All eyes on Jackson Hole

3 mins read

By Craig Erlam

The day we’ve all been waiting for has finally arrived as Jerome Powell prepares for his keynote speech at Jackson Hole.

Powell will have chosen his words very carefully, all too aware of the consequences of even the smallest deviation in his intended message. It’s a little ridiculous that markets put so much weight on such things, but that is the situation we are in and I expect the Federal Reserve Chair will be very clear in the message he wants to send.

The difficulty for Powell stems from the fact that there’s the message investors desperately want to hear and the one they’ve repeatedly ignored since the July Fed meeting.

The “dovish pivot” played nicely into the hands of the perma-bulls who have waited impatiently for the stock market to recover. Despite policymakers’ best efforts, attempts to correct this narrative have been brushed aside and the view is that Powell may try to address this in a more forceful and convincing way.

If he fails or gives the slightest impression that there is any substance to the dovish pivot narrative, we could see yields slip and stock markets end the week on a high.

That could come intentionally, or otherwise, but investors will be clinging to his every word for even the slightest hint. Especially in light of the recent inflation reading. No pressure.

Plenty of US economic data

There’s plenty of economic data due from the US later that will have a big role to play as well.

Ahead of the speech, we’ll get income, spending and core PCE price index data, the latter of which is the Fed’s preferred inflation measure. The timing couldn’t be better.

The UoM consumer sentiment survey is also released around the time his speech starts which will also be interesting, given that it’s languishing near its lowest level in decades even as spending remains strong.

Sterling slips

The pound fell Friday morning after it was confirmed by Ofgem that the energy price cap will rise by 80% in October, taking the average annual household energy bill to £3,549.

It’s the moment many have feared for months and to make matters worse, the eye-watering hike was accompanied by a warning that prices are continuing to rise ahead of the next revision in January, with Cornwall Insight suggesting the cap could hit £6,616.37 next year.

While looking that far ahead leaves enormous room for error if this year is anything to go by, that is devastating for so many and will require immense government support.

It will also make the job of the Bank of England horrifically hard, with its previous projection of inflation this year peaking at 13.3% now looking unrealistically optimistic. Five quarters of contraction may also start to look like the optimistic scenario at this rate.

Japanese inflation rises

Contrast that with inflation in Japan, where the Tokyo CPI rose to 2.9% y/y in August and only 1.4% ex-fresh food and energy. It’s no surprise the central bank is pushing back against the need to tighten monetary policy at this point in time.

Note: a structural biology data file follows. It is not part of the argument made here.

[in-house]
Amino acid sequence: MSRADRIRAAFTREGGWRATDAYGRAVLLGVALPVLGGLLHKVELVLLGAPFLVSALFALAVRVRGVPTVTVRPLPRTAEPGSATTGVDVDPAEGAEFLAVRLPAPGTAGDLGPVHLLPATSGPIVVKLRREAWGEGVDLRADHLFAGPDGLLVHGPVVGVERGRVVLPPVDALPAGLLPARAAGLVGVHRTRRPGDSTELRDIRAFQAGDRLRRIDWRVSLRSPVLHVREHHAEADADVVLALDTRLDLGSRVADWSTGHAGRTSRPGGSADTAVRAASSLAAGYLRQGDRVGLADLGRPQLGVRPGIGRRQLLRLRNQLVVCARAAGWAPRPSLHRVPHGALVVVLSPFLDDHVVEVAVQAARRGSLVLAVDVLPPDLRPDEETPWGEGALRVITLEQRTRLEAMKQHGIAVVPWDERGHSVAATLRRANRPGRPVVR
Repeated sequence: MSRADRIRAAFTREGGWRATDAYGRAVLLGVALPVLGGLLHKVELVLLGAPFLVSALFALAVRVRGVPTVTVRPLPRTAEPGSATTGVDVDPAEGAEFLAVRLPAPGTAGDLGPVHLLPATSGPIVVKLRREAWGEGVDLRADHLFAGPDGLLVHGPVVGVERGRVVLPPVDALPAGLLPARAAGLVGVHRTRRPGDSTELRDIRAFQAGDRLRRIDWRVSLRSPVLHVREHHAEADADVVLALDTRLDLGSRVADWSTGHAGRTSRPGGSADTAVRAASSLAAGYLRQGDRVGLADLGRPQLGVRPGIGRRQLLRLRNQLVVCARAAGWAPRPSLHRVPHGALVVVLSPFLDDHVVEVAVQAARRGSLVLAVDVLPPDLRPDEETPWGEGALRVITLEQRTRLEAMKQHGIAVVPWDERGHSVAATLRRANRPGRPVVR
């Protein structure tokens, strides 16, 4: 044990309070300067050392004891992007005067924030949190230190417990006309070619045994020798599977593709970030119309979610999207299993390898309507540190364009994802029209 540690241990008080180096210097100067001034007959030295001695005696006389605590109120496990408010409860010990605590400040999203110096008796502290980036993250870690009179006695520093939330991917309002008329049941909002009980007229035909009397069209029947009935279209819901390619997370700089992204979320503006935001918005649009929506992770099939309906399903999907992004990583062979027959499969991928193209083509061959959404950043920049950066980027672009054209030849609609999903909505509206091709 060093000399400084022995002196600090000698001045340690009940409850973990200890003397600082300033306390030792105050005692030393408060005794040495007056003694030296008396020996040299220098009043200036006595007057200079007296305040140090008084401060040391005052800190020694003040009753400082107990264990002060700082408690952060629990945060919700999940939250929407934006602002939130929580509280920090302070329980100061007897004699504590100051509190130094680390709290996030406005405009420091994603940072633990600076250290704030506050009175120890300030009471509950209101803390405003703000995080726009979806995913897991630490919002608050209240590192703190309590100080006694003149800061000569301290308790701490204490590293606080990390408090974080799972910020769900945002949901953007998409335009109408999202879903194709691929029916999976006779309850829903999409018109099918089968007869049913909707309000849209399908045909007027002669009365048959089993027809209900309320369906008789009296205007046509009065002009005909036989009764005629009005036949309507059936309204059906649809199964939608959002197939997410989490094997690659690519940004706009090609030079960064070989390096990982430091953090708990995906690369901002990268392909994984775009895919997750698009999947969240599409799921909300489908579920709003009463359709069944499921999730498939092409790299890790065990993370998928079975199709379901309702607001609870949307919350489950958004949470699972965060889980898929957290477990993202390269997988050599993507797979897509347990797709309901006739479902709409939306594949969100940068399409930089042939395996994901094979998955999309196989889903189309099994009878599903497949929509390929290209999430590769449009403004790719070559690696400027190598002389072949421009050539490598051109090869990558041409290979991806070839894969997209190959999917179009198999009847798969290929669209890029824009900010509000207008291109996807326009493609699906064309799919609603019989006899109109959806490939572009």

Of course, it’s easy to say that when the pressure on the currency and bond yields have eased over the last six weeks. That could well change if Powell strikes a hawkish tone and triggers another jump in yields and the dollar.

Oil steadies around $100

Oil prices are a little higher, with Brent hovering around $100 a barrel and WTI above $93.

It’s been well supported this week by comments from Saudi Arabia Energy Minister Abdulaziz bin Salman who claimed there’s a disconnect between market pricing and fundamentals, suggesting OPEC+ could cut output in the future.

Suddenly the prospect of a nuclear deal between the US and Iran, or a global growth slowdown, isn’t quite the bearish development for oil that many hoped. Although in reality, the group was never going to sit back and watch the price tumble as the world was flooded with extra oil or demand growth stalled.

Gold holds hope of $1,800

Gold is pulling back again ahead of Powell’s speech. A hawkish message could be a blow to the yellow metal as it may lift the dollar and US yields which have typically not been positive for it.

That said, investors have been far more open to any remotely dovish message, so this could be far more impactful and potentially bullish for gold, which will still have an eye on $1,800.

A move lower could see support tested around $1,730.

Crypto hoping for dovish Powell

Everything seems to require the need to reference back to Jackson Hole and Powell and bitcoin is no different.

Last Friday’s sell-off has left bitcoin vulnerable ahead of the Fed Chair’s speech and crypto bulls will be hoping for anything dovish that could help it get back on its feet.

The opposite could see $20,000 come under pressure.


Craig Erlam is Senior Market Analyst, UK & EMEA at OANDA

Opinions are the author’s, not necessarily that of OANDA Global Corporation or any of its affiliates, subsidiaries, officers or directors. Leveraged trading is high risk and not suitable for all. Losses can exceed investments.